The amount of money collected by the five East End towns in 2008 to buy and preserve open space plummeted from the previous year’s totals, according to the latest data provided by State Assemblyman Fred Thiele Jr.
In the first 11 months of 2008—revenue figures from December 2008 have not yet been released—the total Community Preservation Fund revenue in the five towns was down 41.1 percent compared to the total collected for all of 2007. Traditionally, the revenue totals in December are the lowest of the year for CPF revenue.
Southampton and East Hampton towns—the two municipalities that have traditionally boasted the biggest CPF revenues—experienced the largest drops in funding. Southampton Town’s revenues declined by 38.3 percent, from about $53.5 million in 2007 to nearly $33 million in the first 11 months of 2008, according to Mr. Thiele. In East Hampton Town, the fund saw a 52-percent drop in revenue over the same time; the fund collected $14.5 million through November 2008, down from $30 million collected in 2007.
Mary Wilson, the administrator of Southampton Town’s CPF, which has collected more than $322 million since its inception in 1999, said the sharp decline in revenues can be blamed on the struggling housing market and lagging economy. “The number of transfers are down,” said Ms. Wilson, referring to deed transfers in her municipality.
According to Ms. Wilson, the number of deed transfers in Southampton Town dropped by 23.5 percent last year, from 3,640 transfers in 2007 to 2,783 transfers in 2008. Because the CPF is funded by a 2-percent tax that applies to most real estate purchases, the amount of money generated for the fund is a direct reflection of the local real estate market. In other words, fewer house sales equate to fewer dollars for land preservation.
The total amount of CPF revenues collected by the five East End towns, which also includes Riverhead, Shelter Island and Southold, declined from about $96 million in 2007 to $56.5 million through the first 11 months of 2008, according to a press release issued by Mr. Thiele’s office.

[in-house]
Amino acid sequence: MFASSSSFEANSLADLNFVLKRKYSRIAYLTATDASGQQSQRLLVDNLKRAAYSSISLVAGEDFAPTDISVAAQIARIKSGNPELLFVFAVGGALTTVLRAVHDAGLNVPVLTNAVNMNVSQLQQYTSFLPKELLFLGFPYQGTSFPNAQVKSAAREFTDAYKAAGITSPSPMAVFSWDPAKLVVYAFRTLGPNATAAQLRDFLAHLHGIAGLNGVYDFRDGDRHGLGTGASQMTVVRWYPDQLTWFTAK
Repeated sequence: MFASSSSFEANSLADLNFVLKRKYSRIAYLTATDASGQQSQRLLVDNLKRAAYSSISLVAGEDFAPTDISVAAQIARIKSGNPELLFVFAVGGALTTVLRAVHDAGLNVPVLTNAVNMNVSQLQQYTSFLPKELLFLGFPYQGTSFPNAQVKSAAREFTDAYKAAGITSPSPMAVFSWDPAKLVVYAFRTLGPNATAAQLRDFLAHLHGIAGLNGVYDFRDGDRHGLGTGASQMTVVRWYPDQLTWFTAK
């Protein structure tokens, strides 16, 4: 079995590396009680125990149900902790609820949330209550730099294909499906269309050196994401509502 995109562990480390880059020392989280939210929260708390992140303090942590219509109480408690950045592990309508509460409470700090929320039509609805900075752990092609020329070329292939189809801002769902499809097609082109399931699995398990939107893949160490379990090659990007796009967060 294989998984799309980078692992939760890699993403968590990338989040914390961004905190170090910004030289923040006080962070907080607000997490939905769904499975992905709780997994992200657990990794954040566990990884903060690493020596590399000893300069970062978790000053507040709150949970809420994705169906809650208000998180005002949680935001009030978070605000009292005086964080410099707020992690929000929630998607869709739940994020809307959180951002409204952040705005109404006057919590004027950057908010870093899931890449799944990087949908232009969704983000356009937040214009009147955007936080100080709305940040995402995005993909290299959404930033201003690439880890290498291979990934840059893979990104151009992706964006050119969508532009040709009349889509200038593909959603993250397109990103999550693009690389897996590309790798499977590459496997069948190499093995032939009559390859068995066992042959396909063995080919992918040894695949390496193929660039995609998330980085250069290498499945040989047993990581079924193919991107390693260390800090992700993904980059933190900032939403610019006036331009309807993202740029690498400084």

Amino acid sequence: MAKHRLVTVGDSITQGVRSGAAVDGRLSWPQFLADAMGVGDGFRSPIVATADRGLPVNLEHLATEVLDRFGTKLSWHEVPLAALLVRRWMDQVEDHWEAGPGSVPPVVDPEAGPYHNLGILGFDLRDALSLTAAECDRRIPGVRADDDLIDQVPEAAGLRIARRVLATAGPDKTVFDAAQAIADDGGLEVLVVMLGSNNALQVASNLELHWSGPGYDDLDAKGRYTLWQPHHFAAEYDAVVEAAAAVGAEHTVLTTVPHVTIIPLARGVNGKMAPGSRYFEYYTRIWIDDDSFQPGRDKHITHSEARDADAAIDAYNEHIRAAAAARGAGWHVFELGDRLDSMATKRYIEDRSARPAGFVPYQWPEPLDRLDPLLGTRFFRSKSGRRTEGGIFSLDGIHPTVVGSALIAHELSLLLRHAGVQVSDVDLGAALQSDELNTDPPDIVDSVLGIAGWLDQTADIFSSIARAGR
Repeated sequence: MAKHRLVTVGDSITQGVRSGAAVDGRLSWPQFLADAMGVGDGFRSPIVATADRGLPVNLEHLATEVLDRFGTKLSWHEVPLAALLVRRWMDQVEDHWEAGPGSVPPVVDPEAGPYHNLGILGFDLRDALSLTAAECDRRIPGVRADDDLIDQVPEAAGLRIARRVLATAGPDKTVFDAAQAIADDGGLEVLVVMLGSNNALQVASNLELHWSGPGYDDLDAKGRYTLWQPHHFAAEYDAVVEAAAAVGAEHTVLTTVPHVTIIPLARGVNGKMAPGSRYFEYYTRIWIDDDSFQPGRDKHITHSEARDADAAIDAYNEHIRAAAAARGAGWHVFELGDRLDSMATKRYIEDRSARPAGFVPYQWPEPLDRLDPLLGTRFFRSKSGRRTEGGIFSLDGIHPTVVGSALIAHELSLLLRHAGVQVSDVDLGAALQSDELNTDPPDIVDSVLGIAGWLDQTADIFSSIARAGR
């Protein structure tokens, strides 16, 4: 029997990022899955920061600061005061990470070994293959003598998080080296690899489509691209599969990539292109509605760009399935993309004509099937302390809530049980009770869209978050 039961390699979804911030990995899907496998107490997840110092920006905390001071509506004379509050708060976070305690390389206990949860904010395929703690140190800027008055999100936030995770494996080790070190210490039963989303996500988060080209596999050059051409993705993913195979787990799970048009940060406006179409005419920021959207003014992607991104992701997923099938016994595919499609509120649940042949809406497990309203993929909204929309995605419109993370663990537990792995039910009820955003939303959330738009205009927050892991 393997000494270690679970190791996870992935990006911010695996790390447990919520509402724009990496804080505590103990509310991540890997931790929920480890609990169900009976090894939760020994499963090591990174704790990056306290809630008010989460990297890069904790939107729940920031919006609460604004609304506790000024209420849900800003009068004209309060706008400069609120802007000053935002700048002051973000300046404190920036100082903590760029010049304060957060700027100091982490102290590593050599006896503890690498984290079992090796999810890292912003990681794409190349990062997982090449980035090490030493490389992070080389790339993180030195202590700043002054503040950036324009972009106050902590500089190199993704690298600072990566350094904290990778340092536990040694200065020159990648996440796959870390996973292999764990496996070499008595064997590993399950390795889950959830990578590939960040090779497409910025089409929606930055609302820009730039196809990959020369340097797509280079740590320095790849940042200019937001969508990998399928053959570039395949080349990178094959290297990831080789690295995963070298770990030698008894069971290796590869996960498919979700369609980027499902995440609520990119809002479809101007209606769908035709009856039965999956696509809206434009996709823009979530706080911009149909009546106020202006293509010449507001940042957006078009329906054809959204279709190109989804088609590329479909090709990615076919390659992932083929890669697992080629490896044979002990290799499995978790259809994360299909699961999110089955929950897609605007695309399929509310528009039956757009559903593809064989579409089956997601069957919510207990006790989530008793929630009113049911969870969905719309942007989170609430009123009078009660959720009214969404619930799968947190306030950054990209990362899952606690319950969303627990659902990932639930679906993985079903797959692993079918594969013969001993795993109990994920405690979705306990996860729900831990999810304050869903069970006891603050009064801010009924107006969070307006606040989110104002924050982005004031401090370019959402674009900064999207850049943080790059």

In spite of the falling revenues, officials in both Southampton and East Hampton towns are confident that they will be able to continue paying off the money that they have already borrowed to preserve land in their respective municipalities.
East Hampton Town Supervisor Bill McGintee said Monday that his municipality’s debt service is so low that officials should have no problem paying off loans used to acquire open space. He added that he does not think the drop-off in revenues—a trend that is anticipated to continue in 2009—will prevent the town from making future land acquisitions. The East Hampton CPF has generated more than $152.5 million since 1999.
“Our debt service is about $4 million per year, and we anticipate bringing in $13 million to 14 million with our CPF, even in a bad year,” Mr. McGintee said. “Our goal is to keep an eye on debt service and make sure it’s manageable in relation to the income we’re bringing in right now.”
Scott Wilson, the director of land acquisition for East Hampton Town, did not return calls this week.
In comparison, Southampton Town’s debt service currently totals about $100 million, which can be attributed to previous land purchases, according Southampton Town Comptroller Steven Brautigam. Ms. Wilson said she is uncertain whether the decrease in CPF revenues, combined with the town’s debt service, will ultimately result in a drop-off in open space acquisitions this year.
“We are definitely prioritizing and continuing to re-prioritize,” Ms. Wilson said, referring to her office’s list of properties that are targeted for preservation. “There are no parcels that are off the list.”
Ms. Wilson noted that town officials will be looking to work with Suffolk County to complete more joint purchases of property in the town.
Additionally, Southampton Town officials are now considering creating a reserve fund in the near future that would ensure that they can continue to buy land even in bad economic times. Ryan Horn, a spokesman for Southampton Town Supervisor Linda Kabot, said the Town Board will discuss such a program during its next work session set for this Friday, starting at 11 a.m., at Town Hall.
If all goes as planned, Mr. Horn projected that a reserve fund could be in place within the next few weeks.
“We’ve been discussing a policy like this for some time,” said Richard Blowes, the management services administrator for Southampton Town, noting that he recommended such a fund to Ms. Kabot and Ms. Brautigam.
Noting the town’s significant debt service, Mr. Brautigam said that a reserve fund totaling around $10 million should be sufficient in Southampton. He noted that the town now spends about $10 million a year to pay off loans that went toward land preservation.
With a reserve fund in place, Mr. Brautigam said town officials should be able to continue buying land even when the real estate market is struggling. He also noted that the town should be able to take advantage of the slowing real estate market to buy additional land.
The five East End towns have collected nearly $565 million as a group since 1999, helping preserve more than 10,000 acres.